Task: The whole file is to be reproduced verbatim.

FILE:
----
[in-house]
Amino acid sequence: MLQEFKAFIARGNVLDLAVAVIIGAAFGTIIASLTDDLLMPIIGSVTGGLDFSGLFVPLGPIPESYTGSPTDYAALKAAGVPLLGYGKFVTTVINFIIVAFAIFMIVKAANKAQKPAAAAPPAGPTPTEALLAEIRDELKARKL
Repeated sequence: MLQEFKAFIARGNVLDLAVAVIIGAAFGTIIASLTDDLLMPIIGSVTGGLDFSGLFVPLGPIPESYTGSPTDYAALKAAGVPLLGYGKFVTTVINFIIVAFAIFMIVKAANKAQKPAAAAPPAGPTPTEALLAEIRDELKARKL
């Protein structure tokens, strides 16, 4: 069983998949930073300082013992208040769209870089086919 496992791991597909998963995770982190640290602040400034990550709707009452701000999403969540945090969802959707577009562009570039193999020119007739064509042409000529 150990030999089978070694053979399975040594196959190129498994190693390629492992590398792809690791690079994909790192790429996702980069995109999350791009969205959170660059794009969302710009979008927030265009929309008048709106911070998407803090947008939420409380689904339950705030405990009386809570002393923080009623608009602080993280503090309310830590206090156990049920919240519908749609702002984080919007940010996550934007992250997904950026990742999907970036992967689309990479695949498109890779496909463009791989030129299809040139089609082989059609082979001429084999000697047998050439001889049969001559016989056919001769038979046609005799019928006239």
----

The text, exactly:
[in-house]
Amino acid sequence: MLQEFKAFIARGNVLDLAVAVIIGAAFGTIIASLTDDLLMPIIGSVTGGLDFSGLFVPLGPIPESYTGSPTDYAALKAAGVPLLGYGKFVTTVINFIIVAFAIFMIVKAANKAQKPAAAAPPAGPTPTEALLAEIRDELKARKL
Repeated sequence: MLQEFKAFIARGNVLDLAVAVIIGAAFGTIIASLTDDLLMPIIGSVTGGLDFSGLFVPLGPIPESYTGSPTDYAALKAAGVPLLGYGKFVTTVINFIIVAFAIFMIVKAANKAQKPAAAAPPAGPTPTEALLAEIRDELKARKL
């Protein structure tokens, strides 16, 4: 069983998949930073300082013992208040769209870089086919 496992791991597909998963995770982190640290602040400034990550709707009452701000999403969540945090969802959707577009562009570039193999020119007739064509042409000529 150990030999089978070694053979399975040594196959190129498994190693390629492992590398792809690791690079994909790192790429996702980069995109999350791009969205959170660059794009969302710009979008927030265009929309008048709106911070998407803090947008939420409380689904339950705030405990009386809570002393923080009623608009602080993280503090309310830590206090156990049920919240519908749609702002984080919007940010996550934007992250997904950026990742999907970036992967689309990479695949498109890779496909463009791989030129299809040139089609082989059609082979001429084999000697047998050439001889049969001559016989056919001769038979046609005799019928006239």